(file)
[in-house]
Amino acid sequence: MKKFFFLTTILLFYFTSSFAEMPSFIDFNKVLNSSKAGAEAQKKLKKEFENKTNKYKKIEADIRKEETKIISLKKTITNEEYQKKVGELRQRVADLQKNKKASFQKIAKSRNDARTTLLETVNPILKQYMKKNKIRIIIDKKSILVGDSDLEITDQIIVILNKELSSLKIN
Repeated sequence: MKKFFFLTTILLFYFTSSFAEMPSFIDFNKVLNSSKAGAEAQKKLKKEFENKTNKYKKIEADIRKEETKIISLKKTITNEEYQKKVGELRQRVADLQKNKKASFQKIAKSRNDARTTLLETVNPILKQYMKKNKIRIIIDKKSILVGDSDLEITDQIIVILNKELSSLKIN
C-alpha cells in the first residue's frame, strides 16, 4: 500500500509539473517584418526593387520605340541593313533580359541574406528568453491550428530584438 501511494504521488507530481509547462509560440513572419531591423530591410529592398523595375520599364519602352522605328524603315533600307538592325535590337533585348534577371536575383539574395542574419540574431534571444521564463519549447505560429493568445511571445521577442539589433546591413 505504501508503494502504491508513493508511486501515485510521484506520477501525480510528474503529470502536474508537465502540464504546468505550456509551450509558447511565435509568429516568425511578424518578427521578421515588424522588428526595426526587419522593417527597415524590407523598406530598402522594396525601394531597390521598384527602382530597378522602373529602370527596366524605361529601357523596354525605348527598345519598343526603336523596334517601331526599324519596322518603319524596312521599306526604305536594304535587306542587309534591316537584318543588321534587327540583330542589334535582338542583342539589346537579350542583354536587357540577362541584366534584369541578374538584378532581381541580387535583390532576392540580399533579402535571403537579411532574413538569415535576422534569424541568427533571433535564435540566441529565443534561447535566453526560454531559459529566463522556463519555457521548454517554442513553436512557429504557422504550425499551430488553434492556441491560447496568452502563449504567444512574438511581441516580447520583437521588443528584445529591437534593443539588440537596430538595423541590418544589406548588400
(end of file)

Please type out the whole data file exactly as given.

[in-house]
Amino acid sequence: MKKFFFLTTILLFYFTSSFAEMPSFIDFNKVLNSSKAGAEAQKKLKKEFENKTNKYKKIEADIRKEETKIISLKKTITNEEYQKKVGELRQRVADLQKNKKASFQKIAKSRNDARTTLLETVNPILKQYMKKNKIRIIIDKKSILVGDSDLEITDQIIVILNKELSSLKIN
Repeated sequence: MKKFFFLTTILLFYFTSSFAEMPSFIDFNKVLNSSKAGAEAQKKLKKEFENKTNKYKKIEADIRKEETKIISLKKTITNEEYQKKVGELRQRVADLQKNKKASFQKIAKSRNDARTTLLETVNPILKQYMKKNKIRIIIDKKSILVGDSDLEITDQIIVILNKELSSLKIN
C-alpha cells in the first residue's frame, strides 16, 4: 500500500509539473517584418526593387520605340541593313533580359541574406528568453491550428530584438 501511494504521488507530481509547462509560440513572419531591423530591410529592398523595375520599364519602352522605328524603315533600307538592325535590337533585348534577371536575383539574395542574419540574431534571444521564463519549447505560429493568445511571445521577442539589433546591413 505504501508503494502504491508513493508511486501515485510521484506520477501525480510528474503529470502536474508537465502540464504546468505550456509551450509558447511565435509568429516568425511578424518578427521578421515588424522588428526595426526587419522593417527597415524590407523598406530598402522594396525601394531597390521598384527602382530597378522602373529602370527596366524605361529601357523596354525605348527598345519598343526603336523596334517601331526599324519596322518603319524596312521599306526604305536594304535587306542587309534591316537584318543588321534587327540583330542589334535582338542583342539589346537579350542583354536587357540577362541584366534584369541578374538584378532581381541580387535583390532576392540580399533579402535571403537579411532574413538569415535576422534569424541568427533571433535564435540566441529565443534561447535566453526560454531559459529566463522556463519555457521548454517554442513553436512557429504557422504550425499551430488553434492556441491560447496568452502563449504567444512574438511581441516580447520583437521588443528584445529591437534593443539588440537596430538595423541590418544589406548588400